What are the beauty products you know will never do you wrong when you’re performing?

“My waterproof mascara is a must—I never go anywhere without it. I always use the Jergens Instant Tanning Mousse ($14). All of the other dancers on the show actually use a different tanning product, but I love the Jergens products so much I bring my own. A good moisturizer is huge too—I always have the Jergens Natural Glow ($12) on. I love a good lip balm too. I really like the Laura Mercier lip balm ($21) because it has a little tint to it. I always have SPF on, obviously, and then there’s a really good Kosas Foundation ($42) that has SPF in it—it’s super lightweight and you can mix it with other things.

For my hair, honestly, I just love my clips. I buy my butterfly clips on Amazon and I love to just pull my hair up in those because, whether or I’m hot and sweaty or my kids are pulling on my hair, it just helps keep my hair out of my face. As long as I have my SPF, my clips and my water, I’m good.”

Stage makeup is no joke. What is your post-performance skin-care routine?

“I always have to wash my face. I have no idea how people go to sleep with their makeup on! I usually have a helmet of hairspray on, too, so I usually start with just a full wash and cleanse to get everything off. After that, I just use a good moisturizer. I honestly have no idea what I use, but I keep my skin care very simple.”

What is one piece of beauty advice you’d give your younger self?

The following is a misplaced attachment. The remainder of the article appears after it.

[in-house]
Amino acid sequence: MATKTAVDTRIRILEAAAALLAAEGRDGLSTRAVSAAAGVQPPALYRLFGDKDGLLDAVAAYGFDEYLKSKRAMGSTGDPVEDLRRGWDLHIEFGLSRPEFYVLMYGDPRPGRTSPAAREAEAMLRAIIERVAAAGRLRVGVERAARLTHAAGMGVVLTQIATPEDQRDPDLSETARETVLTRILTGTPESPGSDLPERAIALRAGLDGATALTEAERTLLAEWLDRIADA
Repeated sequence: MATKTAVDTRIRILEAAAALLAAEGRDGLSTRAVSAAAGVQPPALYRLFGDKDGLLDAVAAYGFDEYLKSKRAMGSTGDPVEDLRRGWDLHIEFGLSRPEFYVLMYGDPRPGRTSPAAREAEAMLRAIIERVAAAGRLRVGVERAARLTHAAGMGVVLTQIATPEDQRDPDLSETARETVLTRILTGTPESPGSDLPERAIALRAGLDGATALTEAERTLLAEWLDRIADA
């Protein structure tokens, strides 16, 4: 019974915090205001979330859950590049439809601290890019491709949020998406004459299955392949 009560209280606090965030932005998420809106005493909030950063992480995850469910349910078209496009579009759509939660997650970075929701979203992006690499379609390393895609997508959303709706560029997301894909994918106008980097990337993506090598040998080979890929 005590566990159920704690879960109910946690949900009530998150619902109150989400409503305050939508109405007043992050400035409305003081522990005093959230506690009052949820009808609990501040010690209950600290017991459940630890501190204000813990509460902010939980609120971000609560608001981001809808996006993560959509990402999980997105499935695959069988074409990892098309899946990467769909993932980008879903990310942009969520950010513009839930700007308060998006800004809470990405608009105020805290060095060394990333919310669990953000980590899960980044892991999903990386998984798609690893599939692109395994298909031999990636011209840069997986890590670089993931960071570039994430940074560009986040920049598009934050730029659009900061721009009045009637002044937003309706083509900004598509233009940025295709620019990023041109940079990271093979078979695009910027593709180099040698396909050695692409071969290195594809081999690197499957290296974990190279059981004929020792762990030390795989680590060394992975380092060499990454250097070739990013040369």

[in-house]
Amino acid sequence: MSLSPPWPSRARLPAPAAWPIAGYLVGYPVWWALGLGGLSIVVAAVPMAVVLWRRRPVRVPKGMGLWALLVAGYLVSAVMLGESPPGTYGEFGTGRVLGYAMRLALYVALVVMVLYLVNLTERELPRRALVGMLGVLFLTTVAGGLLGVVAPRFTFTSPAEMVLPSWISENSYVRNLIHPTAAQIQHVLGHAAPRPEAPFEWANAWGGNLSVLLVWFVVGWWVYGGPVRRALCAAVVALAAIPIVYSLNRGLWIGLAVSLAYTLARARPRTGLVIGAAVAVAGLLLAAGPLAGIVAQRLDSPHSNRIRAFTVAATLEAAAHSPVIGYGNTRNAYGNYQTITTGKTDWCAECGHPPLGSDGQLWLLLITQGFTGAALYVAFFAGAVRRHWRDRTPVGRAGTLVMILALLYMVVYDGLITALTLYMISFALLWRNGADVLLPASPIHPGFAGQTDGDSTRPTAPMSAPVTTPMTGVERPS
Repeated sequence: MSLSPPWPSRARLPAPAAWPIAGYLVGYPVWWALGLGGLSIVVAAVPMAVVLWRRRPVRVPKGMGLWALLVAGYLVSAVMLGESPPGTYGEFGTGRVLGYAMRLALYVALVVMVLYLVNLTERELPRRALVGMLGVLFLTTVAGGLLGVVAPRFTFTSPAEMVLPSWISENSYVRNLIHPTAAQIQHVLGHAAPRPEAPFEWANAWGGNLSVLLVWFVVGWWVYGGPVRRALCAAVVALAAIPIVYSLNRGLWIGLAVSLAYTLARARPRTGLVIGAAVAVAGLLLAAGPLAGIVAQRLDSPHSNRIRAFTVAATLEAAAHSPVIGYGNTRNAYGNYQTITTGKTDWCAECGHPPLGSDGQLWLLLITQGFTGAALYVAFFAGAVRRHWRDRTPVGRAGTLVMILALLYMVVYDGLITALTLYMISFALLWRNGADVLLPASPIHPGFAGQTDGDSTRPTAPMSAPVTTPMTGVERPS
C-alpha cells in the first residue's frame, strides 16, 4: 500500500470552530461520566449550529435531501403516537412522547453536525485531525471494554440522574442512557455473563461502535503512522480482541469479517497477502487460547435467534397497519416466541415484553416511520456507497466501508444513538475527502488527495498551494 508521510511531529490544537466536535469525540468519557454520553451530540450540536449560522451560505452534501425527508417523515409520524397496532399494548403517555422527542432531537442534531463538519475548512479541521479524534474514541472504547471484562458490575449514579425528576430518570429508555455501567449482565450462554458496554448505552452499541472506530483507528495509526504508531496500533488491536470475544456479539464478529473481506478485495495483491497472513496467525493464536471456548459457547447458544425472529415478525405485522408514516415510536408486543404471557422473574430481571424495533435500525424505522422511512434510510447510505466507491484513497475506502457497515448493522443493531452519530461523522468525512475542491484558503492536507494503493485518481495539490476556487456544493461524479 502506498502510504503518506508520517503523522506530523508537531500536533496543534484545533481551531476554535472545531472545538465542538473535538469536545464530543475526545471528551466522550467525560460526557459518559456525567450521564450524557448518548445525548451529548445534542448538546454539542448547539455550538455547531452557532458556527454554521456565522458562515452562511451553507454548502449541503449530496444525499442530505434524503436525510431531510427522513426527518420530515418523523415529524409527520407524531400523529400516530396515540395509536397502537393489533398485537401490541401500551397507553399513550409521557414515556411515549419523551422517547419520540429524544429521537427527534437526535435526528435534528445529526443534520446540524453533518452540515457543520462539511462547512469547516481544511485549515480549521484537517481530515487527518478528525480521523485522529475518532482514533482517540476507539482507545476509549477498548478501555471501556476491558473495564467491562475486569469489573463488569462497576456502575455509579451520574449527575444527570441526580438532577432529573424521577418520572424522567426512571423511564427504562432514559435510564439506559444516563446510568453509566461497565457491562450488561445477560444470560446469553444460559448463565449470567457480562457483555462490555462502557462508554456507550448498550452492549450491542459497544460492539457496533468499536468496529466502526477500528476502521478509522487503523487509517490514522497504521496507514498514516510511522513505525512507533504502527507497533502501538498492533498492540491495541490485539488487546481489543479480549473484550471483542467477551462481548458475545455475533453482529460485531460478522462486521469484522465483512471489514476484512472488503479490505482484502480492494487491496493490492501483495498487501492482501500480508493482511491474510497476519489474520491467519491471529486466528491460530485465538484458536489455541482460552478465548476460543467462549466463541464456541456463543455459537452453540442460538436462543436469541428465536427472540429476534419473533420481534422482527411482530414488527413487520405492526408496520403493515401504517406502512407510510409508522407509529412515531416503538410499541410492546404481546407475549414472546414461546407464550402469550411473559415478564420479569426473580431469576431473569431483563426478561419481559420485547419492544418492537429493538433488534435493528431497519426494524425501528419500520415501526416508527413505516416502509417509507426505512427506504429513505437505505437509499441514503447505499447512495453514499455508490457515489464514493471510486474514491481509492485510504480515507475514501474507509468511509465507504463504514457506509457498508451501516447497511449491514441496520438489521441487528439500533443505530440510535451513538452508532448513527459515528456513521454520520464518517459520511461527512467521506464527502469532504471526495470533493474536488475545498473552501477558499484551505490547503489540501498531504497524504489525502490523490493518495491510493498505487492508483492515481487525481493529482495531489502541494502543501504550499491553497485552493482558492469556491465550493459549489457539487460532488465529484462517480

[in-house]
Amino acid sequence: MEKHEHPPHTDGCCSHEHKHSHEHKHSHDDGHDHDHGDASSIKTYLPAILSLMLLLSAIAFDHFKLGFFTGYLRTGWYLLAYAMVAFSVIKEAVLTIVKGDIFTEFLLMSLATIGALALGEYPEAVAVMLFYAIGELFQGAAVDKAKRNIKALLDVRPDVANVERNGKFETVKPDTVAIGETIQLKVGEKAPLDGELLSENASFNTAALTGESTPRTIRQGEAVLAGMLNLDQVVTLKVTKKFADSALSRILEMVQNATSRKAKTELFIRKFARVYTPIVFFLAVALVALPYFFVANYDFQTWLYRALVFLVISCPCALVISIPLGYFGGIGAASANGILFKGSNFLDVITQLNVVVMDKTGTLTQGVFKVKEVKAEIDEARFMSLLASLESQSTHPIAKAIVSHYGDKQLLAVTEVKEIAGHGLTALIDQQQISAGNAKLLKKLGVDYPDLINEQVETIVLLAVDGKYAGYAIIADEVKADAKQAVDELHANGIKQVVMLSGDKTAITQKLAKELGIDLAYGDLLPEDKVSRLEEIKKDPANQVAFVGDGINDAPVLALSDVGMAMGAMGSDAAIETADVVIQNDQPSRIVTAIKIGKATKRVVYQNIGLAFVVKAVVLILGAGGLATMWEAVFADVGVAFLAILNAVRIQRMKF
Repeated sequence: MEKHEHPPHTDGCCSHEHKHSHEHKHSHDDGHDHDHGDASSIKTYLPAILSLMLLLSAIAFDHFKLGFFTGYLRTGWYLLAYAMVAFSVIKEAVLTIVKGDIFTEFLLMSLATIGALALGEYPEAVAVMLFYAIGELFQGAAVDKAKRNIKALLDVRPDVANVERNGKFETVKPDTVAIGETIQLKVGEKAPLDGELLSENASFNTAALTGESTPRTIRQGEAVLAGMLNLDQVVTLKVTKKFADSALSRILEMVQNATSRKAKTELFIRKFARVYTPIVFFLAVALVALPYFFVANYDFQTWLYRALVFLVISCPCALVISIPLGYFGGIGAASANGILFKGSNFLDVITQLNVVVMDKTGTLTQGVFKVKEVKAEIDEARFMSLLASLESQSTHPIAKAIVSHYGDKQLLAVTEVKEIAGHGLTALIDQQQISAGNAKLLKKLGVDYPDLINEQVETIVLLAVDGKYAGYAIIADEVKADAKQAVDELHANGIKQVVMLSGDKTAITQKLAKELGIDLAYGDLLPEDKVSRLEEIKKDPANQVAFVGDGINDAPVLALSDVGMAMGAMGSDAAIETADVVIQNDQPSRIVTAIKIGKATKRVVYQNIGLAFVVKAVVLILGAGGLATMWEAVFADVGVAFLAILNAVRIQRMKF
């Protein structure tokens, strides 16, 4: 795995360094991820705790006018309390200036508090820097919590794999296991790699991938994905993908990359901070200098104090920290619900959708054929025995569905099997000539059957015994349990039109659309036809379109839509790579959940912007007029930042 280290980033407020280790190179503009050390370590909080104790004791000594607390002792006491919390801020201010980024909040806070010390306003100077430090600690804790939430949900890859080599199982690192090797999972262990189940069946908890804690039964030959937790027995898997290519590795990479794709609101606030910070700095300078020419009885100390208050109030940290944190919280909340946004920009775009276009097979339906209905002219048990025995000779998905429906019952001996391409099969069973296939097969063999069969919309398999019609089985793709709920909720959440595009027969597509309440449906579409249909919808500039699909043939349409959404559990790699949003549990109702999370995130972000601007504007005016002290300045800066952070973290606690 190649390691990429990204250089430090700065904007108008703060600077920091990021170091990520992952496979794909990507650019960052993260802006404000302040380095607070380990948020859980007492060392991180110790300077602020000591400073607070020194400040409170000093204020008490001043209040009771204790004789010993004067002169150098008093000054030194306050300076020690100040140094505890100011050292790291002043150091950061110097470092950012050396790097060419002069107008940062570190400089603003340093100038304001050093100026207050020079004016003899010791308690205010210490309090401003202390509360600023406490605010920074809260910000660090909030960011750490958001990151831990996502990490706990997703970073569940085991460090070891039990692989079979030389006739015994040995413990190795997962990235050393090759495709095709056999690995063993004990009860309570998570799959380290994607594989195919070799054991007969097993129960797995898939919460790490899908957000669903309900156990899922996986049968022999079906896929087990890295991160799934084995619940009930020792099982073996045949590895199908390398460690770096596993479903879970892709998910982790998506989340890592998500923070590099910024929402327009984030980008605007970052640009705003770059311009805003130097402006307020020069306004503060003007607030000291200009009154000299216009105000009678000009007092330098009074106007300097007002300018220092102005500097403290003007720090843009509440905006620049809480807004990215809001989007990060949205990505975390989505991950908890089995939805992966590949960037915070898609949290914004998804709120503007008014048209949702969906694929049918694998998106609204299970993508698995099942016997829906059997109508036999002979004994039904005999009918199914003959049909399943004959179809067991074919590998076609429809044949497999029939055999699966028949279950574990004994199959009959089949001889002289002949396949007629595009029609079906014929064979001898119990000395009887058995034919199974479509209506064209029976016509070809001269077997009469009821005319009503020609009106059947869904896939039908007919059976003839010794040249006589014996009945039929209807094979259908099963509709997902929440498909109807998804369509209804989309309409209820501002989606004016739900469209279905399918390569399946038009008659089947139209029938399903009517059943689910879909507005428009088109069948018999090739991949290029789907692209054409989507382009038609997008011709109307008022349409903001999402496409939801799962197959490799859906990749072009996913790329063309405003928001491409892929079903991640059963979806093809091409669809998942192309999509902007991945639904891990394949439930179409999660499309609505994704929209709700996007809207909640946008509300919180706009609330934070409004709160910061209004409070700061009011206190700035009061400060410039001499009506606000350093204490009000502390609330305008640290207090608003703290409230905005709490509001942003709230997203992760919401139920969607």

“I would say focus on the inner beauty because that really is going to show up later in life, and that goes back to sun damage as well, because we’re so worried about looking a certain way that we don’t really think about the internal effects and the health effects. That’s exactly what I was doing—I just wanted to be tanned, I just wanted that look and I wasn’t educated enough on an alternative way. I would really emphasize making sure that you are healthy from the inside out—eating well, getting your nutrients, getting your greens, making sure that you are feeling good before you focus on the outside, and prioritizing your mental health as well. I feel like nowadays, we’re kind of shifting to the outside look instead of the inside, so we really want to make sure that we’re focusing on the internal as well.”

As a dancer, I’ve had an interesting relationship with my body throughout my life. How has dance shaped your relationship to your body as a woman?

“I think as dancers, we’re very hard on ourselves because we’re looking in the mirror all day, so we’re constantly our hardest critic. Also as dancers, everybody is so fit. Nowadays thankfully it’s so much more accepted to look any way that you want and you can be confident in that and you can love yourself. I think now as I’m getting more and more in adulthood, and now that I have kids, I want them to have those same values of knowing that you don’t need to feel like you need to look a certain way.

But as a dancer, it’s especially hard because people critique you and they’re constantly watching your body and they’re going to comment on your body, especially if you’re on a television show. For me, it’s very hard to get away from those comments. Luckily, people are, for the most part, very kind, but I’ve just really had to dig deep and really say, ‘Okay, I know who I am. I’m confident in who I am and my body’s gonna ebb and flow and it’s gonna change and that’s okay.’

That’s just womanhood—we need to all lift each other up and build each other up no matter how we look.”